- Course Credit for Open Online Courses – By completing the full series of eight Global Freshman Academy courses, students earn full college credit for freshman year; students will also be able to opt for taking individual courses for credit if they prefer
- Cost Effective – Freshman year credit earned through GFA is a fraction of the cost students typically pay
- Learning Before Payment – Students may decide to take a course for credit at the beginning or after coursework has been completed – reducing financial risk while opening a pathway for exploration and preparation for qualified students who may not otherwise seek a degree.
- Unlimited Reach – Because of the open course format, learning takes place while scaling completely – there are no limits to how many learners can take the courses online
- Innovative Admissions Option – GFA’s approach is different from the traditional admissions process of other credit-bearing courses, eliminating such barriers to entry as standardized tests and transcripts that are part of the traditional application process.
- Track Record of Success – This partnership brings together a globally recognized online educational platform founded by Harvard University and the Massachusetts Institute of Technology with a university whose innovative online degree programs boast an 89 percent retention rate.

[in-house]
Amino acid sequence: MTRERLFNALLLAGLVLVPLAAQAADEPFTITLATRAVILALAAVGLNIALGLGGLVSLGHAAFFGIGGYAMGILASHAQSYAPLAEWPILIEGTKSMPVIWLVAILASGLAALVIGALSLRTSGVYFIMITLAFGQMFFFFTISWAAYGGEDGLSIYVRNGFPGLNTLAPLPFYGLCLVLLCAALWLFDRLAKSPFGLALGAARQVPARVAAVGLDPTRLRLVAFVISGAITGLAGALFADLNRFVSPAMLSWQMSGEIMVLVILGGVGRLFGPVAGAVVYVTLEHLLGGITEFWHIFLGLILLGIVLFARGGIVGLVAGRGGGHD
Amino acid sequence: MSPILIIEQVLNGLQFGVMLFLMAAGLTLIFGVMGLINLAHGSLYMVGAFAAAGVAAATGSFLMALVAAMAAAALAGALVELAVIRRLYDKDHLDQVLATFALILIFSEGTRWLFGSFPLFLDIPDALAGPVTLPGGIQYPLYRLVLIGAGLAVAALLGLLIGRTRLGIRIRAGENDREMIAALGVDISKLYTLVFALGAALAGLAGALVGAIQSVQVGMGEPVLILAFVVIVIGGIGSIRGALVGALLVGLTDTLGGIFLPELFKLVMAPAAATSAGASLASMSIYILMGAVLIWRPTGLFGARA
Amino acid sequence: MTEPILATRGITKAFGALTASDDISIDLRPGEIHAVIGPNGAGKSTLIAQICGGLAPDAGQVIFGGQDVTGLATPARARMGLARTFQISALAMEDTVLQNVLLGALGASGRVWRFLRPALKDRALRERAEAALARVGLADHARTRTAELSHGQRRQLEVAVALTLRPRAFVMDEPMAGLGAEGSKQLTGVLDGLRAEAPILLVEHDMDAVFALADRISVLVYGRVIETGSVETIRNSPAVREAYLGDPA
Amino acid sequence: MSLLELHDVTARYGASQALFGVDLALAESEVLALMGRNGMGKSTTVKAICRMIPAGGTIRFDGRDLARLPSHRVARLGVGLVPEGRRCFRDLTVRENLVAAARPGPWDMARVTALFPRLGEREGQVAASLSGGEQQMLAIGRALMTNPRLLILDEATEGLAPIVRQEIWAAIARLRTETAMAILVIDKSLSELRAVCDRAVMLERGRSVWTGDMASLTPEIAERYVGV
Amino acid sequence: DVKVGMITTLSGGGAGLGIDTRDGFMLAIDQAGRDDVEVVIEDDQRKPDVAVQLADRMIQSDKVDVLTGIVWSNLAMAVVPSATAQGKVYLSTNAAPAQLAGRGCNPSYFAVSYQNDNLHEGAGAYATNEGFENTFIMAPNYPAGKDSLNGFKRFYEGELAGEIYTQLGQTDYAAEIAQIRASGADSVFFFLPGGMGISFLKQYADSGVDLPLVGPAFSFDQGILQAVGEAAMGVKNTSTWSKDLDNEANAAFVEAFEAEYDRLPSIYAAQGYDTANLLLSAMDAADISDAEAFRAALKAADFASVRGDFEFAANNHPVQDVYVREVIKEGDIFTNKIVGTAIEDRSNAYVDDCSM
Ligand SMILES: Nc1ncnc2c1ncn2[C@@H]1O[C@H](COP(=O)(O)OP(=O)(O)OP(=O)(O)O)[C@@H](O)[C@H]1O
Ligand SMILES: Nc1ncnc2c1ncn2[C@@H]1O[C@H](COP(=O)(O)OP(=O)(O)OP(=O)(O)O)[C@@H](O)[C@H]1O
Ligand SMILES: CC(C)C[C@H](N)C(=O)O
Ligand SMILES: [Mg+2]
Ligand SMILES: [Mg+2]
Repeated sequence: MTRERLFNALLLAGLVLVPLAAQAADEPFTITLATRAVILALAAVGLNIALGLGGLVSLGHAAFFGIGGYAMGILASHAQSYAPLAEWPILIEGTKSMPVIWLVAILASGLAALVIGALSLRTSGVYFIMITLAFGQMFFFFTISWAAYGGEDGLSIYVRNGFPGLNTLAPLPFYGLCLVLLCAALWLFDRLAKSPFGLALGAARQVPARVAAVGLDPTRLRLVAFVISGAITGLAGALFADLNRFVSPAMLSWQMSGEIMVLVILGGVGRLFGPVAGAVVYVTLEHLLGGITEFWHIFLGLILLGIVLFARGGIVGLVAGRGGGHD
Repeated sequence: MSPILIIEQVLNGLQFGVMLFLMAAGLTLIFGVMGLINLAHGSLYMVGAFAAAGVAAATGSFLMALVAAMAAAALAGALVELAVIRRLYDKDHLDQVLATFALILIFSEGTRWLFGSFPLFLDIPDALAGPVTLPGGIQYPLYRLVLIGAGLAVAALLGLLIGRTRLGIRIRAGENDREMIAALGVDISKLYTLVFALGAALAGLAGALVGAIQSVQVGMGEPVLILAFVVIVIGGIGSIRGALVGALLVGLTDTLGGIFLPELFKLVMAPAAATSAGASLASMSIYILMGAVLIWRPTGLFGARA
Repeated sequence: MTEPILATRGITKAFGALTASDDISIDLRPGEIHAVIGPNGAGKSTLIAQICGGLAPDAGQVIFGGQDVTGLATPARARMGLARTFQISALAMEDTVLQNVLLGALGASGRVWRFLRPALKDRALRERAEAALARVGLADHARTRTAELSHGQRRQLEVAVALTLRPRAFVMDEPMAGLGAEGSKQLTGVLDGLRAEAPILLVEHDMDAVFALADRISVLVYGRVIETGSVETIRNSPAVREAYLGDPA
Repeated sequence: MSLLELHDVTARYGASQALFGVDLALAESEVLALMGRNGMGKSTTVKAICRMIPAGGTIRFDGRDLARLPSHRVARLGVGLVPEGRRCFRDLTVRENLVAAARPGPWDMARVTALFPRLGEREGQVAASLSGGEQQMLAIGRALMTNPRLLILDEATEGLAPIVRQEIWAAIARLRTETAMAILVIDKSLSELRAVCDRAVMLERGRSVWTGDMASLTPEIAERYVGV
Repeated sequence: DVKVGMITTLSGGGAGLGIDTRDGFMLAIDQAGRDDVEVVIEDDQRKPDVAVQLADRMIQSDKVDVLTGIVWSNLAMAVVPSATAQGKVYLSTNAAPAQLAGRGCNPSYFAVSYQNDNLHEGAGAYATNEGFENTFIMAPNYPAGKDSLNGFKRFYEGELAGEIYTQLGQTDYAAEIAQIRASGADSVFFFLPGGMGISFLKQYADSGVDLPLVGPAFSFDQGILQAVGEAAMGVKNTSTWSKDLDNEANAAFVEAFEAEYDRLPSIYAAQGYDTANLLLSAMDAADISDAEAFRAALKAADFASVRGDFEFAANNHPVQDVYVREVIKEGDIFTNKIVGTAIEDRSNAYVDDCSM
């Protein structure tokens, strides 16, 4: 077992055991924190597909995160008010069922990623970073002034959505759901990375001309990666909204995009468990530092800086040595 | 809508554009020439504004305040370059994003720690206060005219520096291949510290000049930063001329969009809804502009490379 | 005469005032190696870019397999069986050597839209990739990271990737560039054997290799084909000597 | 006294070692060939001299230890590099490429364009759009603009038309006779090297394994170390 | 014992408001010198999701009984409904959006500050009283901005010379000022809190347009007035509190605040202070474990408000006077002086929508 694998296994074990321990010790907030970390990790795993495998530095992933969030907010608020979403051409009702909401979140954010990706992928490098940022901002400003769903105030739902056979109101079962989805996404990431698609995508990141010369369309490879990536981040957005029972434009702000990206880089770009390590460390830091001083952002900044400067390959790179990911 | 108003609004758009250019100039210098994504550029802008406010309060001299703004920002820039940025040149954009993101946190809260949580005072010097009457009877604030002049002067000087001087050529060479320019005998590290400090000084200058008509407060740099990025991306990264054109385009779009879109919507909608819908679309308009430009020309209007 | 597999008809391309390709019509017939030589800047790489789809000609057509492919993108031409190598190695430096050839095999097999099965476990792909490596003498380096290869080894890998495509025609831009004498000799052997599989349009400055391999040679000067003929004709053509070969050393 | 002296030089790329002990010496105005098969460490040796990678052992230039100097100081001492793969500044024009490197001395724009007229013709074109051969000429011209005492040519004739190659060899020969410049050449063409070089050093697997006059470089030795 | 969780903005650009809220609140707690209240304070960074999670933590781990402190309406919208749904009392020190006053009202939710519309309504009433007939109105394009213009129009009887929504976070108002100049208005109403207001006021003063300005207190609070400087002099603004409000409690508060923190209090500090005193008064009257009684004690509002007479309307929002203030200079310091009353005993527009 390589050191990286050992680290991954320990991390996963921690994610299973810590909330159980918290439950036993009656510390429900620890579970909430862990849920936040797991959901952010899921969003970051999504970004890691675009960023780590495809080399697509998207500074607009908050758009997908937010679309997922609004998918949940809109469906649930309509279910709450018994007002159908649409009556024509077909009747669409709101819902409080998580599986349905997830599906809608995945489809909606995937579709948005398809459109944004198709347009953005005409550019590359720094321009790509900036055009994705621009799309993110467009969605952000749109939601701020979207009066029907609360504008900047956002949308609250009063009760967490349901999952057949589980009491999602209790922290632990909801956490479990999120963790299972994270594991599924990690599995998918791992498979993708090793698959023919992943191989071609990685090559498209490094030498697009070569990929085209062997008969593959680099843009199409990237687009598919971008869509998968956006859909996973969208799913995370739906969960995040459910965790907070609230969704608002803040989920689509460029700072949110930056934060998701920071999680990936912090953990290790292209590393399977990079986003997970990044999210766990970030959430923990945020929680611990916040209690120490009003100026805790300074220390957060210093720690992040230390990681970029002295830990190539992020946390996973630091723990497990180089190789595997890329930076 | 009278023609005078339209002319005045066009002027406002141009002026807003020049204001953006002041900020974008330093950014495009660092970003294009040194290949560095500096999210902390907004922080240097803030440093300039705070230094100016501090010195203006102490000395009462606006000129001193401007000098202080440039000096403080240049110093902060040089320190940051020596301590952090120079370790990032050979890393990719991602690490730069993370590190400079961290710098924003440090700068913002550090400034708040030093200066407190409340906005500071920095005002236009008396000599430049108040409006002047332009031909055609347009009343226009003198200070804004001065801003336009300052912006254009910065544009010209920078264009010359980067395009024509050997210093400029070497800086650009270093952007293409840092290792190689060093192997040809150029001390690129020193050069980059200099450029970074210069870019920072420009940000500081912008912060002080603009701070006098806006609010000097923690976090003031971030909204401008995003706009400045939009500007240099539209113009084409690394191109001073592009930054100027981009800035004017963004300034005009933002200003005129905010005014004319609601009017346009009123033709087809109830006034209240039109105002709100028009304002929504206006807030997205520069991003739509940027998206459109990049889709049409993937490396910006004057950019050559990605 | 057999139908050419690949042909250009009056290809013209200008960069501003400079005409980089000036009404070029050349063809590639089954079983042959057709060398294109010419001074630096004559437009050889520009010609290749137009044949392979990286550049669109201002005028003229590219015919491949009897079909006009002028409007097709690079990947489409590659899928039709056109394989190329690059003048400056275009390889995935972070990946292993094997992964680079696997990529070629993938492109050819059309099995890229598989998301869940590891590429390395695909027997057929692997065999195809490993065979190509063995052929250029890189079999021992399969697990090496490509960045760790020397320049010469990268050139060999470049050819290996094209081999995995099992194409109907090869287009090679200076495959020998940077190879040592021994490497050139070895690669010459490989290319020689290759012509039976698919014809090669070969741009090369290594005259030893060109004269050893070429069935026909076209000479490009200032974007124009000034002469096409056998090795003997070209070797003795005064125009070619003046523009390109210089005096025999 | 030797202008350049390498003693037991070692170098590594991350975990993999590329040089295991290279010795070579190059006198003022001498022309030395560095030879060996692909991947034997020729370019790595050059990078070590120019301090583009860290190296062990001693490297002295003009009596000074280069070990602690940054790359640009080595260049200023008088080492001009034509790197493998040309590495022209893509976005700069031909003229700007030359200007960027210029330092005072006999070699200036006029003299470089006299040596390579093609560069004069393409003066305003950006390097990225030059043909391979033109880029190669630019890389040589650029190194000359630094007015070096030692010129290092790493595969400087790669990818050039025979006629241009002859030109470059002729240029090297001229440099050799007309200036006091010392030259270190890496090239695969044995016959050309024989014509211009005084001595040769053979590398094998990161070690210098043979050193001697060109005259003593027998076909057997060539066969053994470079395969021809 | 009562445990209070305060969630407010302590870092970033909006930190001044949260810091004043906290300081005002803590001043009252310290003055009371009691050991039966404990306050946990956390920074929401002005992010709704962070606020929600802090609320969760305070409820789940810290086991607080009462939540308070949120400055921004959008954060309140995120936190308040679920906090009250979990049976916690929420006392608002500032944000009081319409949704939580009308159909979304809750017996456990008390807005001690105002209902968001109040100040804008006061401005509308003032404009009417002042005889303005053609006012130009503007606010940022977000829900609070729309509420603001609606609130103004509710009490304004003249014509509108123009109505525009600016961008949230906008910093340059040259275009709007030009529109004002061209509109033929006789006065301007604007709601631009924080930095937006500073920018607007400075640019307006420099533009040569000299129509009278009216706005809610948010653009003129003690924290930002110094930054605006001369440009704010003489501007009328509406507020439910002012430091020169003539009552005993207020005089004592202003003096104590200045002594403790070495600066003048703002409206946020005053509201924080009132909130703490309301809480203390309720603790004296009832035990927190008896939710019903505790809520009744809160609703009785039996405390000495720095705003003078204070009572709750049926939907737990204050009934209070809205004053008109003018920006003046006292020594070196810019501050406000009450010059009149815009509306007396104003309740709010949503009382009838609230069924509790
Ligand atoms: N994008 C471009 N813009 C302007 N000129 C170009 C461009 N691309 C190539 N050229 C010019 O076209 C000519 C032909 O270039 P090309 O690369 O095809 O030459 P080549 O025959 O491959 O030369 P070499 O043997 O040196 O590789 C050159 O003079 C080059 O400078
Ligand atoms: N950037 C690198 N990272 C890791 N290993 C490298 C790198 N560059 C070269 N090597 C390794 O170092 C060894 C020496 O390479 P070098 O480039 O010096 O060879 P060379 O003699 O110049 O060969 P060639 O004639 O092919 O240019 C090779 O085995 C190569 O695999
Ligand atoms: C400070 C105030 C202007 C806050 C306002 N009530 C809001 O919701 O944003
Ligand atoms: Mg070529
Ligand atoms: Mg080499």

Warren is the CTO of Smart Technologies, a $500 million provider of virtual classroom solutions. He offers a window into trends in the space and ideas for new entrepreneurs to focus on.
Sramana Mitra: Let’s start by introducing yourself as well as SMART Technologies. What do you do?
Warren Barkley: I’m the CTO for SMART Technologies. I joined about two years ago from Microsoft. I was at Microsoft for about 16 years. I did a whole bunch of interesting things there. I worked on WiFi, networking, and a lot of other cool projects over the years. Before that, I was a teacher and a principal. If I reach far enough back, I was a musician at one point. I didn’t get a Computer Science degree but I somehow figured my way out into technology.
There is a huge gap between industry and academia today. Learn more about the lay of the land and identify opportunities for entrepreneurship.
Sramana Mitra: Let’s start with giving our audience a bit of context about Hands-On Learning (HOL). What do you do? What major online education industry trends are you aligning with?
K-12 has been a challenge for EdTech companies to build businesses in. Typically, buying cycles tend to be very long. See where Edgenuity is getting traction, and what trends are emerging in the space.
Sramana Mitra: Let’s start by introducing our audience to you as well as to your company.
Sari Factor: After a short career in teaching back in 1980, I joined a company to explore technology in education. It was the first electronic publishing division of a major US publisher. I thought technology was going to change the world. I was this young green thing right out of teaching. Here I am many years later and I’m still trying to get technology to change K-12 education.